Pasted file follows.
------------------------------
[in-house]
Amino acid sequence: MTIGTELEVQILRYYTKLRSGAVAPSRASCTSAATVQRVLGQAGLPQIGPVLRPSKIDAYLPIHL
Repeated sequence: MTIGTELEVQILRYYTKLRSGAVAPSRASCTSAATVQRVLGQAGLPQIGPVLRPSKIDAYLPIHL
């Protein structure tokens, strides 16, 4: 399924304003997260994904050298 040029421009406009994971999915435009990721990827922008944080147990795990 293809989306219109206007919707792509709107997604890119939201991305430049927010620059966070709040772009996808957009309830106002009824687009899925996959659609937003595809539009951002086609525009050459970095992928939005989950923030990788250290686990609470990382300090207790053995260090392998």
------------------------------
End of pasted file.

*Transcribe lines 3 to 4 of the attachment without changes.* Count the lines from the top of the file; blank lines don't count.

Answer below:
Repeated sequence: MTIGTELEVQILRYYTKLRSGAVAPSRASCTSAATVQRVLGQAGLPQIGPVLRPSKIDAYLPIHL
């Protein structure tokens, strides 16, 4: 399924304003997260994904050298 040029421009406009994971999915435009990721990827922008944080147990795990 293809989306219109206007919707792509709107997604890119939201991305430049927010620059966070709040772009996808957009309830106002009824687009899925996959659609937003595809539009951002086609525009050459970095992928939005989950923030990788250290686990609470990382300090207790053995260090392998």